University Grants Commission, on January 5 unveiled proposed guidelines to facilitate the Setting Up and Operation of Campuses of Foreign Higher Educational Institutions in India. In simple words, India is poised to accommodate foreign campuses of a few of the worlds best universities.

Foreign Universities: A Welcome Prospect in India

From the dawn of civilization, Homo sapiens have always traveled overseas in quest of high-quality higher education. With the quest to study abroad come unprecedented challenges such as the emotional strain and vulnerability of migrating to a foreign nation, in a land of unknowns, and the burden of taking loans for education which often interfere with individuals' decision to pursue this option.

Despite the deterrents and setbacks, there is a silver lining. What if we tell you that there is a panacea? You can study in foreign universities without leaving your native country and at almost half the price. This is what gives hope to many of us that will soon become a reality for Indian students.

University Grants Commission (UGC), on January 5 unveiled proposed guidelines to facilitate the "Setting Up and Operation of Campuses of Foreign Higher Educational Institutions in India". In simple words, India is poised to accommodate foreign campuses of a few of the world's best universities.

According to the draught guidelines, these universities will be bestowed with complete autonomy in determining their fee structure, regulating the admission process, and repatriating their revenues.

"The new National Education Policy (NEP), 2020, has envisaged that top universities across the globe will be facilitated to operate in India," stated UGC Chairperson M Jagadesh Kumar during a press conference. Further, a legal framework supporting such admission would be put in place, and universities will be granted special treatment in terms of regulatory, governance, and content criteria on par with other autonomous Indian institutions.

Here are some major points from the draught putting things into perspective:

  • These institutions will be empowered to decide on their own admission criteria and processes for both domestic and international students.
  • No limits will be barred on hiring personnel and academics from India and other countries.
  • The foreign entities can set their respective fee structure, but they must be "fair and transparent."
  • To ensure equality, the degrees granted to Indian students should be equivalent to the ones provided by universities in their home nation.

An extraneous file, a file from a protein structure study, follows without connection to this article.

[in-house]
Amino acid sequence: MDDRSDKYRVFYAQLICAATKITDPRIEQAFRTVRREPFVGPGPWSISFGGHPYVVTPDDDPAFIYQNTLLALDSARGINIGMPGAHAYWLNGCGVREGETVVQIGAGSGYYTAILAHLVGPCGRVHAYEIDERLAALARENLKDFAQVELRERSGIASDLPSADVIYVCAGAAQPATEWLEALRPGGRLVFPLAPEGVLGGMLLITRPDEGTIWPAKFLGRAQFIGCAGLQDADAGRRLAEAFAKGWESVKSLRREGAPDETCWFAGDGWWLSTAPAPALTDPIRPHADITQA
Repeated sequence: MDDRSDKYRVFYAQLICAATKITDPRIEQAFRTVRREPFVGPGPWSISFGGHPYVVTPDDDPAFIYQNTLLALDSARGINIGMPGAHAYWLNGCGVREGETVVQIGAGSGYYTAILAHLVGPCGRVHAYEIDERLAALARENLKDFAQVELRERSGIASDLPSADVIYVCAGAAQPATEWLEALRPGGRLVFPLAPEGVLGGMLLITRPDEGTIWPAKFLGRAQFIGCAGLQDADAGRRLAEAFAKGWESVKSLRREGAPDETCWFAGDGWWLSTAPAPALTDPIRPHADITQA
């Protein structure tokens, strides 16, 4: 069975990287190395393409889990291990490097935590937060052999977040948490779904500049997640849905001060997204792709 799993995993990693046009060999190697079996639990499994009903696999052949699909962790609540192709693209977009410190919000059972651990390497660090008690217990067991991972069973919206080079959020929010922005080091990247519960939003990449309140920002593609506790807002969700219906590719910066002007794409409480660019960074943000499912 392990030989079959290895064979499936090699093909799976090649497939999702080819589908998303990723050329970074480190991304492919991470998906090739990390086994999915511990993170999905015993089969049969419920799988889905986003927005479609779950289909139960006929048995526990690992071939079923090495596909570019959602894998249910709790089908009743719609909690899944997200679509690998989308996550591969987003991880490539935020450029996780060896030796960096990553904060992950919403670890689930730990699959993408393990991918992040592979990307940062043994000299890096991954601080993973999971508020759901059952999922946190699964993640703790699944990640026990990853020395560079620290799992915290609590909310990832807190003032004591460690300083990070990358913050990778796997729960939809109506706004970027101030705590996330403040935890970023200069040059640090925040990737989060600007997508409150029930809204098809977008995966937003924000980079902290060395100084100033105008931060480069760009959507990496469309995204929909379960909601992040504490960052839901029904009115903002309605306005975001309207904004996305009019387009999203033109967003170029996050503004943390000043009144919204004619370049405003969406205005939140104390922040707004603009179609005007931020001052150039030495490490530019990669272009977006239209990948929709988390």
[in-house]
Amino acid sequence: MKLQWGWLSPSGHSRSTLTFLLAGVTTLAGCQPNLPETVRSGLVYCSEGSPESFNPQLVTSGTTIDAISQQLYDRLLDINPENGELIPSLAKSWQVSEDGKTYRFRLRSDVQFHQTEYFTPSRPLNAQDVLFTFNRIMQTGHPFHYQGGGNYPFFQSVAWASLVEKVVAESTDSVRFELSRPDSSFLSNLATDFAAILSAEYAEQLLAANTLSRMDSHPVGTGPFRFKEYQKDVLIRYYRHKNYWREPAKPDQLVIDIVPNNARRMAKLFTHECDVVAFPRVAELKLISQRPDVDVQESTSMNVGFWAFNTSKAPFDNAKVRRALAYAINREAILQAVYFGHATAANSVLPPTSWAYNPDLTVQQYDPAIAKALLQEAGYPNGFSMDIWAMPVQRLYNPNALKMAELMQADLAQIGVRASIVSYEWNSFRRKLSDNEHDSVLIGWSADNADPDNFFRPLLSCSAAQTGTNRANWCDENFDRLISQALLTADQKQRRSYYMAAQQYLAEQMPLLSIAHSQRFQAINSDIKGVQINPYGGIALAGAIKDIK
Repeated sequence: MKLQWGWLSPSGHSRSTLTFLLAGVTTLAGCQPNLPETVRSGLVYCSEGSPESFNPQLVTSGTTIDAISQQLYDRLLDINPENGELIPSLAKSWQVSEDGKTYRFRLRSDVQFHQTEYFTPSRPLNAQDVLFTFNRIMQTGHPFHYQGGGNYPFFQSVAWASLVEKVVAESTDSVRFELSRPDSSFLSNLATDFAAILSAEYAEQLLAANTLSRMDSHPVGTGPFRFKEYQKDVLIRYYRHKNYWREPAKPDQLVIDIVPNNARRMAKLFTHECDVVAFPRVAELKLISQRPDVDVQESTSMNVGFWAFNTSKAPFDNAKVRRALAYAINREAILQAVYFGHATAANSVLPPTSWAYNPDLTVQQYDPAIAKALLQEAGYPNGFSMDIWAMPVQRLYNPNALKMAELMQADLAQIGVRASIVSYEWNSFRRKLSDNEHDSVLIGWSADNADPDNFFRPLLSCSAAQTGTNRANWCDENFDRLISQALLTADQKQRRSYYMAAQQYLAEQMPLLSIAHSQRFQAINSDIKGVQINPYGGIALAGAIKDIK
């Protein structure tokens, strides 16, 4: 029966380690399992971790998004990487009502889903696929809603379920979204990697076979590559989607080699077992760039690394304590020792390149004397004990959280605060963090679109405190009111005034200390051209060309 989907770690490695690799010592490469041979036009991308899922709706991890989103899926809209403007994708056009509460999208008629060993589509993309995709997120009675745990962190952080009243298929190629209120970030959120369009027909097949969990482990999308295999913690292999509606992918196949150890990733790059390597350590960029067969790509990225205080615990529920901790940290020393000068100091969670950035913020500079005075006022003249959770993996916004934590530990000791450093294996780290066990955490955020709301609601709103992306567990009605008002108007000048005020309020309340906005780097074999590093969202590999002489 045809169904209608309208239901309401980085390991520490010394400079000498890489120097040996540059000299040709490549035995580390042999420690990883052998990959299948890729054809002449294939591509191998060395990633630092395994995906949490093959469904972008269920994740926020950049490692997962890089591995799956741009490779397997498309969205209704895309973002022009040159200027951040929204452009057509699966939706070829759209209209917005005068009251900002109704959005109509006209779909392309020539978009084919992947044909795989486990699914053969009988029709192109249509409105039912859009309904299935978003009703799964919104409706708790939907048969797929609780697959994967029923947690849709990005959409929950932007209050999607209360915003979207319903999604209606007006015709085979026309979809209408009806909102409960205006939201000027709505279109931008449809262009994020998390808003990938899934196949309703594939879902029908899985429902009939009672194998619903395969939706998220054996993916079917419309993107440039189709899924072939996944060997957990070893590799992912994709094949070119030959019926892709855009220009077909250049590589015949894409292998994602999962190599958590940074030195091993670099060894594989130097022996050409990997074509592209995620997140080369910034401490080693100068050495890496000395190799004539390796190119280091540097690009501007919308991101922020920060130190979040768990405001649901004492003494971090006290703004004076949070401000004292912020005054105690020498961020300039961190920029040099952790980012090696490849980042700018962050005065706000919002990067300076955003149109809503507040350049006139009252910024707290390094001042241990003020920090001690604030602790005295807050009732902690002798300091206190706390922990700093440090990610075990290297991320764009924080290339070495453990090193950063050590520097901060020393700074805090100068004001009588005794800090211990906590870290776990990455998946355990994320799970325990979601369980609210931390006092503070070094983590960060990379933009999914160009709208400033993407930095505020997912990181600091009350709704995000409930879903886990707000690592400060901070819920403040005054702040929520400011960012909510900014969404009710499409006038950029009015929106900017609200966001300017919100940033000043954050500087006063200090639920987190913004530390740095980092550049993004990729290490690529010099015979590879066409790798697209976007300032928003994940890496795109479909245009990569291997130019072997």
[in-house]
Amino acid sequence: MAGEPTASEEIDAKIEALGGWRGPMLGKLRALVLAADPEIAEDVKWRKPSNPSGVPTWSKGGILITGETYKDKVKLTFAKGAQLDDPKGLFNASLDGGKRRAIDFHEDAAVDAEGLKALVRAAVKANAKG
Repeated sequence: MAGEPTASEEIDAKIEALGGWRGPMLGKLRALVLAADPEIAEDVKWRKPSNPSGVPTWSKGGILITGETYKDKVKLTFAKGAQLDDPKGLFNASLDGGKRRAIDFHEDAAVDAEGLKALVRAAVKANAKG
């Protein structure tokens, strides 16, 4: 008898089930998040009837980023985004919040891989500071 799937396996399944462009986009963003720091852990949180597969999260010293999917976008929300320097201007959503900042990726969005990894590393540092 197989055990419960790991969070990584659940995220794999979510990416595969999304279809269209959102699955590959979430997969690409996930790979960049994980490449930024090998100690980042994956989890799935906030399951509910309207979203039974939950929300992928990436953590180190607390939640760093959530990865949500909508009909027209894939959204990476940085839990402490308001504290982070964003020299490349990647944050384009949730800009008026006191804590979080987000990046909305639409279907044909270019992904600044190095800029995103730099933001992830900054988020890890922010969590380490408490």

• No online or distance learning programs are available at these campuses.
  • The campuses will be approved for ten years and will be extended in the ninth year. Furthermore, these colleges are not permitted to provide courses that might jeopardize national interests.
  • Under the Foreign Currency Management Act (FEMA), 1999, any foreign educational institution will be permitted to transfer funds across borders and maintain foreign currency accounts, remittance repatriation, modes of payment, and sale of revenues.

In reality, this is how this might be a boon for India and its students:

  • Reduce the outflow of Indian Money and prevent Brain Drain.
  • Identify and address the gross enrollment ratio issue.
  • Foreign universities in India will assist in fostering cultural interaction and communication between India and other nations.
  • By establishing international institutions, the country may improve its worldwide competitiveness in education and research.
  • It may also boost the country's brand value by offering a chance to exhibit the nation's potential and capabilities to the global community.
  • The constant battle to gain admission to elite Indian colleges despite excellent grades would also be reduced. Students will have more alternatives to choose from owing to these offshore campuses.
  • Students will no longer be required to relocate overseas; they will be able to access quality education and technologically sophisticated learning materials at a significantly lesser cost in their own country.

In short, days after the draft proposal was released, Dharmendra Pradhan, the Union Minister of Education stated that "Two Australian universities will be developing their campuses in the Gujarat International Finance Tec (GIFT) City in Gujarat. We wish to work with Australia with affordability, accessibility, and quality of education for youths".

While the idea to allow foreign campuses inspires optimism for a prosperous future for the Indian education system, some academics are skeptical. They see it as a possible "damage" to the Indian school system and believe it will only culminate in education commercialization.

It's difficult to determine whether this idea will be a success or not today. What is harder is not seeing the Indian education system attain greater heights in the contemporary day.

Implementing this policy appears to be the next obvious step in our quest to establish ourselves as a sought-after educational destination. But, we should recognize that such substantial decisions require time to implement, and they must do so in order to prevent severe problems or controversies.

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